Opinion: Whither and Whether UDC?

An advisory board to the D.C. Council and mayor on the University of the District of Columbia minces no words.

“A plan is urgently needed to bring … costs in line.”

“Operating deficits, a high cost structure … and declines in student population … have produced a challenging financial situation.”

In other words, neither the university nor the newer community college is working properly, and the whole thing has to be rethought, restructured and revived.

The board delivered its 33-page report to Mayor Vincent Gray last week. It calls for strong steps to make the community college independent of the university so that it can gain strong accreditation and create programs targeted for jobs and college. “Independence is critical … ,” the report says.

Tellingly, neither school President Allan Sessoms nor members of the University of the District of Columbia board were there.

In fact, Sessoms’s name wasn’t mentioned during a 40-minute presentation of the report. Mayor Gray grudgingly said his name only after News4 asked why it had been omitted in his praise of the school leadership’s cooperation.

Sources close to the restructuring effort are suggesting privately to us that Sessoms’s contract may not be renewed when it comes up next spring. Sessoms did not respond to our request for comment when the report was released, except to say that he and the board were working hard to improve the university. Another school official said Sessoms has been hampered by union agreements, seniority and other workforce issues.

The university board, headed by Elaine Crider, is due to submit its own restructuring report Monday. It will be the first public indication of whether the board is prepared to play a leading role in any restructuring or whether there will infighting over Sessoms, the school’s direction or anything else.

“We are confident that the UDC board understands the significant task ahead,” said the advisory panel statement. In fact, insiders say, one of the problems with rebuilding the university system is that Sessoms and the board jumped ahead with creation of a community college system even while nonprofit, business and other groups were studying the idea of creating an independent school.

The advisory panel that’s now trying to reshape higher education in the city is headed by Walter Smith of DC Appleseed, a nonprofit research group that has tackled HIV/AIDS and other city issues. Members of the panel include Alice Rivlin of the Brookings Institution, educator and activist Carrie Thornhill, former Federal City Council executive director John Hill and educator Joshua Kern.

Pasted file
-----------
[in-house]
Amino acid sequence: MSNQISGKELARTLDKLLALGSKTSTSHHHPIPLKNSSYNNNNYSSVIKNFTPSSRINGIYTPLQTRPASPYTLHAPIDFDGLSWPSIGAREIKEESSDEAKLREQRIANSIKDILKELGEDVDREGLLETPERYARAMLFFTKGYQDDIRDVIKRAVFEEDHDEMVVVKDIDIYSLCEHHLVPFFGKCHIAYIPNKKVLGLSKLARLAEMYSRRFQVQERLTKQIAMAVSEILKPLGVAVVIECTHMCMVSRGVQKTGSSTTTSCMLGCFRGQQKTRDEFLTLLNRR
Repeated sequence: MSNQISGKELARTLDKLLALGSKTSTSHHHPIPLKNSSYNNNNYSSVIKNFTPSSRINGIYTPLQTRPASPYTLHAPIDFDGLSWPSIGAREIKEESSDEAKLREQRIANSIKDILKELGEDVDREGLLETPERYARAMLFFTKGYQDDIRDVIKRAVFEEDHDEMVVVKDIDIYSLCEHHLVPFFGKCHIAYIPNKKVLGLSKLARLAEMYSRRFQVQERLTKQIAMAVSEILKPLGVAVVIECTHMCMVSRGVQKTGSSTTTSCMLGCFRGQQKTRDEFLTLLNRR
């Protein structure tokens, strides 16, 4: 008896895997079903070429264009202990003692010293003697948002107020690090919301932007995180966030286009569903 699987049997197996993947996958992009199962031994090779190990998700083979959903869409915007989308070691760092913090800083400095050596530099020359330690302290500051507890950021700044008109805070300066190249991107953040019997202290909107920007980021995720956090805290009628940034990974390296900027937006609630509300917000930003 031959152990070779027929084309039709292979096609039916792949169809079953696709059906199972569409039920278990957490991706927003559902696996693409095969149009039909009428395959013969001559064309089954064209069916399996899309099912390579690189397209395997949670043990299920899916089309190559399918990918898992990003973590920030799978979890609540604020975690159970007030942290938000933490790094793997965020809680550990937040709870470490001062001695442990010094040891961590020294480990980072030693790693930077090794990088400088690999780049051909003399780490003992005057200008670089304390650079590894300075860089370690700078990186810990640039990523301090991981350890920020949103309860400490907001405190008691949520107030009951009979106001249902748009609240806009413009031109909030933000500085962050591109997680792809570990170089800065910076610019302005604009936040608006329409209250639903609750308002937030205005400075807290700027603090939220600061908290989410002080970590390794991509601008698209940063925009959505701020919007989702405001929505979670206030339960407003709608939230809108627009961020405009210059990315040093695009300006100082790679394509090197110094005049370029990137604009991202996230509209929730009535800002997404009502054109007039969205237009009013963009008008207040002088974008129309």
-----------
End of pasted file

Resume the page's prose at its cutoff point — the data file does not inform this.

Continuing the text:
The university gets about $65 million a year from the District to operate the school, which has only about 5,000 students. It asked for another $23 million for the community college.

Under a section of the report called “The Need for Fiscal Stability,” the advisory panel said the cost per full-time student at the university is about $34,000 -- about 60 percent higher than the median at similar schools. The university has disputed this figure, but even the lower figure it supports indicates costs about 25 percent higher.

Whither the university and the city’s nascent community college? The battle may be just beginning. Read the full report at dcappleseed.org.

• Airport answers? Mayor Gray has appointed Barbara Lang to the Metropolitan Washington Airports Authority. Lang is head of the D.C. Chamber of Commerce. She joins other new members who hope to straighten out what can only be described as a mess at the authority that runs Dulles International and Reagan National.

“Her business acumen and personal skills will serve her and the people of D.C. well on this important board,” the mayor said.

The Notebook will add this: She’ll need every skill she’s got.

• Security bureaucracy. The U.S. Department of Homeland Security has given its latest grant -- totaling $51.8 million -- to Maryland, Virginia and the District to improve various projects for the official “national capital region” that encompasses the three jurisdictions.

It includes improvements to chemical and biological sensor devices, as well as training for first responders to operate such equipment. That’s pretty clear.

But the following section sets off the Notebook’s bureaucratic sensor for securicrat speak:

“Transportation Management Tools: The region will sustain and expand its traffic and weather information sharing system. It will be expanded to offer traffic forecasting based on historical traffic, weather and incident data. This system gives emergency managers and other preparedness and response partners a common, regional operating picture, and it assists them to make decisions on needed regional, coordinated actions such as evacuations or sheltering in place.”

If that lengthy paragraph means the region will work better together to forestall those horrible traffic jams that occur with every emergency, natural or otherwise, then the money will be well spent.

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